My two cents... (I'm not replying to any specific points, so have elided
Xen is _not_ intended to do the same thing as VMware, Parallels, or other
virtualization utilities running on a desktop or laptop. It doesn't extend a
"main" OS with extra capabilities. Instead, think of it as a management port on
a blade server box, letting you move CPU chips, memory DIMMs, and disk cables
between the blades. The hypervisor is the blade backplane. Dom0 only has two
purposes in life: 1) run the lowest levels of the hardware drivers, 2) update
the "firmware" binaries and configuration. Everything else, such as compilers
to create the binaries, user management and authentication services, mail, web,
file sharing, NTP, and _especially_ publicly accessible login/shells, should go
on the "blades"--the domU's.
You could also think of the hypervisor/dom0 as a very weird router. Exposing
this to the public makes operations people nervous for the same reasons that
exposing a Cisco box's management interface would.
A very common model for this would be:
On May 10, 2011, at 23:39, Jonathan Tripathy <jonnyt@xxxxxxxxxxx> wrote:
> ***I'm reposting my post again with better spacing.***
>> Now, I am not intimately familiar with Xen, but are you telling me
>> that there is zero potential for dom0 to interact with any other
>> running VM? It cannot, say, read partitions allocated with LVM for
>> virtual machines? Cannot copy file that act as storage for the VMs?
>> Of course, the kernel cannot be patched in /boot either and the system
>> rebooted? None of these possibilities exist because of some unique
>> properties of dom0? I'm no Xen expert, so can someone can fill in
>> these blanks?
> Sure it can. It is the "trusted Domain" after all. However, the reverse
> isn't true. A DomU cannot access anything running on the Dom0 without
> going via a network.
> I think the bottom line is that if you want to use your Dom0 in the
> traditional sense (as in, use it like a "real" linux environment), then
> maybe XCP isn't for you. You shouldn't really need to log into the shell
> of XCP at all. If you are finding that you do, then maybe you should
> just install Xen with a CentOS Dom0 and work from there. If you don't
> log into the shell, then you won't be executing any binaries yourself,
> hense nothing can be exploited. It goes back to the Washing Machine
> concept. If you don't plug your laptop up to the RS232 terminal of your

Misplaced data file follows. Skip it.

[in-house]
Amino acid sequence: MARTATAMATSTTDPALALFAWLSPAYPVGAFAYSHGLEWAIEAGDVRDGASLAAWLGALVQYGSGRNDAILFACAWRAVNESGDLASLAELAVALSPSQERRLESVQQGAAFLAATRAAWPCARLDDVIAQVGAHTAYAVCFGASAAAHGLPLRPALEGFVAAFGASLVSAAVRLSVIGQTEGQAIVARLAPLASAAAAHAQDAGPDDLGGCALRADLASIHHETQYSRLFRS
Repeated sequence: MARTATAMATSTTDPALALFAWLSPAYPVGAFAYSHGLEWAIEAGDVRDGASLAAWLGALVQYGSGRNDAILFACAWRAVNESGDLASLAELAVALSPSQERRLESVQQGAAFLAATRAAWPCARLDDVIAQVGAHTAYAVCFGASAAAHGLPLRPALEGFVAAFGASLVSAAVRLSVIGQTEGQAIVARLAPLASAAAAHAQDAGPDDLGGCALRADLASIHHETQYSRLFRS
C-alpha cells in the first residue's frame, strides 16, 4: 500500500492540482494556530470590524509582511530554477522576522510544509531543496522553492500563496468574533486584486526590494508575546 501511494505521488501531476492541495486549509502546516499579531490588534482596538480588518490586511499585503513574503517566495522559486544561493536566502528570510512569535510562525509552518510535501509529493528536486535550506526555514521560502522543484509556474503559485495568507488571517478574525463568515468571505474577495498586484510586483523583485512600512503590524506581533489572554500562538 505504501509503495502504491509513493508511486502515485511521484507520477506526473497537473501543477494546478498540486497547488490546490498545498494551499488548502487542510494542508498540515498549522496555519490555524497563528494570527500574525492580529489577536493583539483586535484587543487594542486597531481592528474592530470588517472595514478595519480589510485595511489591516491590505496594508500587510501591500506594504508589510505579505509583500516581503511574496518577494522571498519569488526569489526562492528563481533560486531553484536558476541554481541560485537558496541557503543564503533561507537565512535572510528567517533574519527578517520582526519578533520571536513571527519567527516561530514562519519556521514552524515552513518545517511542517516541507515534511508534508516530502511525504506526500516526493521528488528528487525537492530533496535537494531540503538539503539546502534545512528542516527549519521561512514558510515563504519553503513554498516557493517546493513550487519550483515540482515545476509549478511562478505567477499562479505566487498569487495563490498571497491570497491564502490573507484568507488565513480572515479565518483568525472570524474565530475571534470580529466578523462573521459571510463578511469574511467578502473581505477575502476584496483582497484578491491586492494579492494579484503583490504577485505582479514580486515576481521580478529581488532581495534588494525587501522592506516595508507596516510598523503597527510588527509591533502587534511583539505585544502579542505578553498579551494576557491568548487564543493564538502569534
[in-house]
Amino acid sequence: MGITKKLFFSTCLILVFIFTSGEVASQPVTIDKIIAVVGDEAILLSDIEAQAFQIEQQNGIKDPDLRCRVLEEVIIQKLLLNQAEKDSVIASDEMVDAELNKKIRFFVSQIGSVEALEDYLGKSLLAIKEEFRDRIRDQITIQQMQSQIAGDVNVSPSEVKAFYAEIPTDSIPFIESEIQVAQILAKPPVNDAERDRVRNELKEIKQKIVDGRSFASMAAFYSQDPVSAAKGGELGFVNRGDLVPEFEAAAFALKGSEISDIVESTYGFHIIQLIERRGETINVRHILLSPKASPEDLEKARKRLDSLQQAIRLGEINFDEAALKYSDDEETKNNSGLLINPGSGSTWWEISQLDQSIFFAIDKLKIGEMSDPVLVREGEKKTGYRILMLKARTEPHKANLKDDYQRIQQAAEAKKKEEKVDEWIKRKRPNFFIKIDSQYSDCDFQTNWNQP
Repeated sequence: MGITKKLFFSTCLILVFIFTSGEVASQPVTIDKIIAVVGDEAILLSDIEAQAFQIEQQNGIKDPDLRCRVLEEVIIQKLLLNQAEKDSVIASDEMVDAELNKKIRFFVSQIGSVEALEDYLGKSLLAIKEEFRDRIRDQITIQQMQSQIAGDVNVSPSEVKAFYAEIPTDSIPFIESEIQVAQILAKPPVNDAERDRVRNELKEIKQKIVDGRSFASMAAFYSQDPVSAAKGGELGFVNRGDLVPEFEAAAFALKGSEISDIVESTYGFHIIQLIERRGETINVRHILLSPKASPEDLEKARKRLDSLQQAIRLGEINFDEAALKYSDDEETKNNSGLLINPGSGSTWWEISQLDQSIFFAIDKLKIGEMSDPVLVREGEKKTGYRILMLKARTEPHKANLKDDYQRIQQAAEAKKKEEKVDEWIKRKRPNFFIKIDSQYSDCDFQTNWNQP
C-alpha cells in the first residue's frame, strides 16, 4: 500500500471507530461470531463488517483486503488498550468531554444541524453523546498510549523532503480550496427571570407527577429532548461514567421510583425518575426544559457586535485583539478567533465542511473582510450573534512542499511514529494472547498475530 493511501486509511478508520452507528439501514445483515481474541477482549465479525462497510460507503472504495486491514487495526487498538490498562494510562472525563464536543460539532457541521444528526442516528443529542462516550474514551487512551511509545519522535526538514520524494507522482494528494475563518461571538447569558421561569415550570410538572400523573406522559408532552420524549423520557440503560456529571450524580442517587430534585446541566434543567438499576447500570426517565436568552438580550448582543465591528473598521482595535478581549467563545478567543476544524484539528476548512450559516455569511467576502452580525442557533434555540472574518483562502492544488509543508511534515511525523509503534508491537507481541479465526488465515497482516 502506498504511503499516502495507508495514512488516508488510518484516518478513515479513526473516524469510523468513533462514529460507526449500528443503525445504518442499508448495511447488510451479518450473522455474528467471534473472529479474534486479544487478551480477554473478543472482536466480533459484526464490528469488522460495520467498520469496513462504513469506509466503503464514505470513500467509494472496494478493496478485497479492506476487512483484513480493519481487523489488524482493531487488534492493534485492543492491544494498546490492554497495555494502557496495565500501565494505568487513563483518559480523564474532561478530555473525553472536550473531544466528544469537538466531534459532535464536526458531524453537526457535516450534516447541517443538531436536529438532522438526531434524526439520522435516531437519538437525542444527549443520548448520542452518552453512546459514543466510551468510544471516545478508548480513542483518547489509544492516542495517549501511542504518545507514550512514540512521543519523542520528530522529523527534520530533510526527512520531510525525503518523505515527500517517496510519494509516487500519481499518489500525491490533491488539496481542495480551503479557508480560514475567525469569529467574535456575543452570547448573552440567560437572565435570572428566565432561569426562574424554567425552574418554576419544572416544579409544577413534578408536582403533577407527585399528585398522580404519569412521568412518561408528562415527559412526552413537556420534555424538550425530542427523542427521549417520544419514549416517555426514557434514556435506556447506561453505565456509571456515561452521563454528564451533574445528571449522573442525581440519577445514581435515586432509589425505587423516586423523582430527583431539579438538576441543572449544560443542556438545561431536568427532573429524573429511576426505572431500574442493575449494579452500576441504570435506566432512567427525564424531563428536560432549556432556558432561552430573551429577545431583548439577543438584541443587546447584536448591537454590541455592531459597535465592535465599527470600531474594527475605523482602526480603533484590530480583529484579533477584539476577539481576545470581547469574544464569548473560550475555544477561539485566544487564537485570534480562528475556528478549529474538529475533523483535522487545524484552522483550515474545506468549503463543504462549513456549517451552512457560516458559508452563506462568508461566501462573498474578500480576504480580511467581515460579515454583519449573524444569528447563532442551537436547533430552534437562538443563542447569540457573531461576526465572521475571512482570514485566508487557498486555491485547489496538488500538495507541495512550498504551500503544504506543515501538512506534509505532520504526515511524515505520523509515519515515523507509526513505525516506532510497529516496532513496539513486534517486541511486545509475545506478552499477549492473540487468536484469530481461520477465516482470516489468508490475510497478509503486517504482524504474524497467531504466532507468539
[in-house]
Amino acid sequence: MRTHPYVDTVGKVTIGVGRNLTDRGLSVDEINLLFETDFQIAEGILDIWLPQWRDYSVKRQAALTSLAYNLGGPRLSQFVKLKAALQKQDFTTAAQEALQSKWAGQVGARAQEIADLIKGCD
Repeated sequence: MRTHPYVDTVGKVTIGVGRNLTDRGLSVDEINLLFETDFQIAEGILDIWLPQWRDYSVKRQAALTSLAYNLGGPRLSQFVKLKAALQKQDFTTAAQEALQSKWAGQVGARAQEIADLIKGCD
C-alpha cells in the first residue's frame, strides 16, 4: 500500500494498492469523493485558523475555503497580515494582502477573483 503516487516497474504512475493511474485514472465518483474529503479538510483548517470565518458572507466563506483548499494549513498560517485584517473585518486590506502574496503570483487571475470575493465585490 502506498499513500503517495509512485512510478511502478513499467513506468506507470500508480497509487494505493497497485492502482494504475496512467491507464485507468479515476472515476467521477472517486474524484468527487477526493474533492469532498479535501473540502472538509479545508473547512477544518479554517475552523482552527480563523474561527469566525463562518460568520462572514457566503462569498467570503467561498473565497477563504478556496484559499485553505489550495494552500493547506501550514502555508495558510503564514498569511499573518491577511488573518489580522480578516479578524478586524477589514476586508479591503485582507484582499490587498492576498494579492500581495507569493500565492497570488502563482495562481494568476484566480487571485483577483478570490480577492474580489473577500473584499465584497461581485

> TV/Washing Machine/Microwave/Kitchen Sink, then it can't be hacked.
>> Another argument that has come up was that the network card on dom0 is
>> on a trusted network, now this is news to me. None of my research
>> showed this, and certainly for an assumption so critically important
>> it should be in enormous block letters when you configure XCP in case
>> you missed it like I did.
> You should nevel place a server management interface on a VLAN that is
> accessable from the internet. If you do, at least firewall the box!
>> In my usage scenario, this machine is going
>> onto the real Internet, no firewalls, no nothing.
> This comment is alarming. Usually, the phrases "real Internet" and "no
> firewalls" don't go together is a huge cause for concern. I don't think
> having no /etc/shadow is your biggest problem....
> If you are scanning for a PCI DSS compliant environment, I suggest you
> switch off your network, go back to the drawing board, and re-evaluate
> your network topology.
>> I was completely
>> unaware that such assumptions of a friendly world were in place.
> For a management interface, a friendly world is always assumed. Just
> having a password isn't enough security. You shouldn't give outside
> users access to a login prompt that they are able to log in as root with
> (that's what VPNs are for). Also, if you're doing a PCI DSS audit, any
> VPN used must be 2-factor, but this is OT.
>> Participants of this thread have also thrown around the idea that XCP
>> is an "appliance" not a distribution. Can someone give me a
>> legitimate technical definition of an appliance? My search for
>> "distribution vs. appliance" on Google brings up a washing machine
> You don't log into the shell of an appliance, but just access its "Front
> End" features. In the case of XCP, that's just using the API.
>> My second point regarded updates. It was suggested that the way to
>> deal with this is to reinstall. In a production environment this is
>> often not acceptable. I believe it would be worth the effort to find
>> a way to send out security updates without affecting Xen itself.
> Yes, updates using yum would be useful, but would require specific
> repos. Remember, while XCP is Linux based, this doesn't means it's using
> an environment that is 100% compatible with its upstream provider
> (CentOS/RHEL I believe). Generally, to update XCP, you should just use
> the downloads from xen.org. Remember, if you don't access the shell,
> nothing will be exploited.
> You shouldn't really have the need to run your security scanner on the
> Dom0 of XCP. That's just breaks the methodology of XCP being an
> appliance. If you really want somthing to test with XCP, track and
> exploit the API used.
> I hope my comments help
> Oh and just to re-iterate, please firewall that box!
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